One of the most notable benefits of humour is its ability to promote creativity and flexibility in our thinking. When we laugh, endorphins are released in the brain, improving our mood and giving us a sense of wellbeing. This opens up new perspectives and solutions, which is especially important in NLP, where we seek alternative and effective ways to deal with life’s challenges.

Humour also serves as a powerful stress-reducing method. When we laugh, it reduces our stress levels and allows us to tackle situations with greater ease and clarity. This is crucial as NLP work often involves helping clients deal with and overcome stressful situations in their lives.

When teaching NLP techniques, humour is also a valuable resource. Presenting complex concepts or techniques in a fun and easy-to-understand way helps to improve learning and memory. When we have fun and feel happy, we are more likely to remember and integrate the knowledge we receive.

Through humour, we can also create positive states in people. When we laugh, we release endorphins and feel happy and relaxed. This creates a beneficial influence on our thoughts, behaviour and results. In NLP, states are crucial to our ability to take action and achieve our goals, and humour is a natural way to create positive states and attract desired behaviours.

Finally, humour is a gateway to connect with our unconscious resources. Some NLP techniques use humour, metaphors and analogies to reach deeper into the unconscious mind and bring valuable insights and changes to the surface. This opens up a deeper understanding of ourselves and our reactions, which contributes to our personal growth and development.

However, it’s important to remember that humour should be used with care and respect for the individual. What is funny to one person may be offensive to another. As an NLP practitioner or trainer, it is crucial to be aware of the client’s reactions and only use humour in a way that is appropriate and supportive of their process. When used with care and sensitivity, humour can be a powerful way to create positive change and deeper connection in NLP work.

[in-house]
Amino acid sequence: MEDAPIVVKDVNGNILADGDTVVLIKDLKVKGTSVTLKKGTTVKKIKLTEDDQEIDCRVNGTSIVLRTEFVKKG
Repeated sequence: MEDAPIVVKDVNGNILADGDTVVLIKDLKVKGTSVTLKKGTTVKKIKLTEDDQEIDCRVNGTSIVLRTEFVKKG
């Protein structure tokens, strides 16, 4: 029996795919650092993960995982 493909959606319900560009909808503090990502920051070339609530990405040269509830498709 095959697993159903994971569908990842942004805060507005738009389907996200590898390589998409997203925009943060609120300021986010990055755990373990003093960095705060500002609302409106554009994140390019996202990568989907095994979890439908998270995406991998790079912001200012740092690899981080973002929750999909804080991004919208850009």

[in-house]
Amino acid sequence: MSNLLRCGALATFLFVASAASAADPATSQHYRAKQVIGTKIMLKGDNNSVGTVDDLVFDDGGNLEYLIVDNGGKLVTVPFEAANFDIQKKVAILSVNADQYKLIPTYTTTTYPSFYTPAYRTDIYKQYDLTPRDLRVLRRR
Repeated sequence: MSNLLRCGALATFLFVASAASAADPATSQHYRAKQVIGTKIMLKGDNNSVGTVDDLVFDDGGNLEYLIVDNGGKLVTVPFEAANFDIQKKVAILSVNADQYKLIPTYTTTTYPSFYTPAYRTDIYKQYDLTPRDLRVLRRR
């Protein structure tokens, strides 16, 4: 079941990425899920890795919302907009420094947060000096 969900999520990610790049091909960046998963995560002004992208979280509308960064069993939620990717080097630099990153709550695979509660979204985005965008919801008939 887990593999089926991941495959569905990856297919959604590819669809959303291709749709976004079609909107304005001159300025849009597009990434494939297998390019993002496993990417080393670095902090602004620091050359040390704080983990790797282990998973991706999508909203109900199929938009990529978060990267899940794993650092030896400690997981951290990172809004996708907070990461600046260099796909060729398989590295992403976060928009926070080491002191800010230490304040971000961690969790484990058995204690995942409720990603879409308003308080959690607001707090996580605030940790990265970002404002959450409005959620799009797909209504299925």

6.2.1. Your voice – Your tool
Neuro Linguistic Programming (NLP) tools can be used to improve communication and influence through voice.

Variation in pitch plays a crucial role in conveying emotions and messages. Do you speak with treble or bass? Do you vary your pitch between your own treble and your own bass. The different pitches of your voice can be used to express different nuances, where a high pitch indicates enthusiasm, optimism or surprise, while a lower pitch can signal seriousness, authority or calmness. Consciously controlling and adapting your tone of voice in line with your message strengthens your communicative effectiveness.

The speed at which you speak directly affects the perception of your message. Speaking slowly can be used to create thoughtfulness, emphasis and clarity. Conversely, a faster speaking speed can be used to express enthusiasm, energy or a sense of urgency. Being aware of and adjusting your speaking speed allows you to convey your message more accurately.

The volume of your voice plays a role in projecting confidence and authority. A higher volume can be used to express confidence and dominance, while a lower volume can create a more intimate atmosphere. It’s essential to strike a balance to avoid appearing too aggressive or too restrained.

Clear pronunciation and clarity of voice are essential for effective communication. Avoiding mumbling, precise pronunciations and correct articulation ensure that your message is understood correctly by listeners. Paying attention to clarity and pronunciation can strengthen your ability to communicate clearly.

Expressiveness through voice modulation adds life and engagement to your communication. Variation in tone, emphasising specific words or parts of sentences can help convey emotion and highlight important points in your message. Monotone can seem monotonous, while excessive modulation can seem intrusive. Balancing expressiveness is key to effective voice expression.

It’s important to mirror the person or people you’re communicating with. To do this, you can use all of the above voice tools. Good communication with many people, just like communication with one person, is entirely dependent on mirroring the person or people you’re communicating with.

These aspects of voice communication, when used consciously, can significantly improve your communication skills and help you achieve desired reactions from your listeners.